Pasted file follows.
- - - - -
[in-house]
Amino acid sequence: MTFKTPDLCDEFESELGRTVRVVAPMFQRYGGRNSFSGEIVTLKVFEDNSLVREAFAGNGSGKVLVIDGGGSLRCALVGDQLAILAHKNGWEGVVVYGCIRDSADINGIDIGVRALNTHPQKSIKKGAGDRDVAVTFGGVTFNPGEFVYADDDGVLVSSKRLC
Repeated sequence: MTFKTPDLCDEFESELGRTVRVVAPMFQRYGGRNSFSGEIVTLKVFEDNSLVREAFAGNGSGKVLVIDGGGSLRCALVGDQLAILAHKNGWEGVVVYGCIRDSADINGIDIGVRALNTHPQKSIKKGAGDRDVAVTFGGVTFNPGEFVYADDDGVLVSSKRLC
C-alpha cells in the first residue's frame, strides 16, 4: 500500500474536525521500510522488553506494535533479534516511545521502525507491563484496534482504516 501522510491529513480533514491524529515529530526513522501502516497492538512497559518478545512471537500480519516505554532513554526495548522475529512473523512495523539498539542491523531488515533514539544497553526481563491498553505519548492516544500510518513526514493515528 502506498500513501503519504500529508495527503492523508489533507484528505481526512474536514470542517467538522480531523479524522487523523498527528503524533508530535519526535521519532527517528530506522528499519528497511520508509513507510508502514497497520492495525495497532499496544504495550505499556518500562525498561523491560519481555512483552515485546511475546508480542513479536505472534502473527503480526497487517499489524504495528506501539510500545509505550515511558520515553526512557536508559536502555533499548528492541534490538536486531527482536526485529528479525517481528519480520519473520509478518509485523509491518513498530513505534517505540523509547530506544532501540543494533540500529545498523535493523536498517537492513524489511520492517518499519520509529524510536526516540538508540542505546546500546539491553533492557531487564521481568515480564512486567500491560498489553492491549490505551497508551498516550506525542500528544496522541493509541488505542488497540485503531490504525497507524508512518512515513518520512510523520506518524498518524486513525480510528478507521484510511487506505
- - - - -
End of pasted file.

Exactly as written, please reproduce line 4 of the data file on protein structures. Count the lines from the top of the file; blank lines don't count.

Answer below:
C-alpha cells in the first residue's frame, strides 16, 4: 500500500474536525521500510522488553506494535533479534516511545521502525507491563484496534482504516 501522510491529513480533514491524529515529530526513522501502516497492538512497559518478545512471537500480519516505554532513554526495548522475529512473523512495523539498539542491523531488515533514539544497553526481563491498553505519548492516544500510518513526514493515528 502506498500513501503519504500529508495527503492523508489533507484528505481526512474536514470542517467538522480531523479524522487523523498527528503524533508530535519526535521519532527517528530506522528499519528497511520508509513507510508502514497497520492495525495497532499496544504495550505499556518500562525498561523491560519481555512483552515485546511475546508480542513479536505472534502473527503480526497487517499489524504495528506501539510500545509505550515511558520515553526512557536508559536502555533499548528492541534490538536486531527482536526485529528479525517481528519480520519473520509478518509485523509491518513498530513505534517505540523509547530506544532501540543494533540500529545498523535493523536498517537492513524489511520492517518499519520509529524510536526516540538508540542505546546500546539491553533492557531487564521481568515480564512486567500491560498489553492491549490505551497508551498516550506525542500528544496522541493509541488505542488497540485503531490504525497507524508512518512515513518520512510523520506518524498518524486513525480510528478507521484510511487506505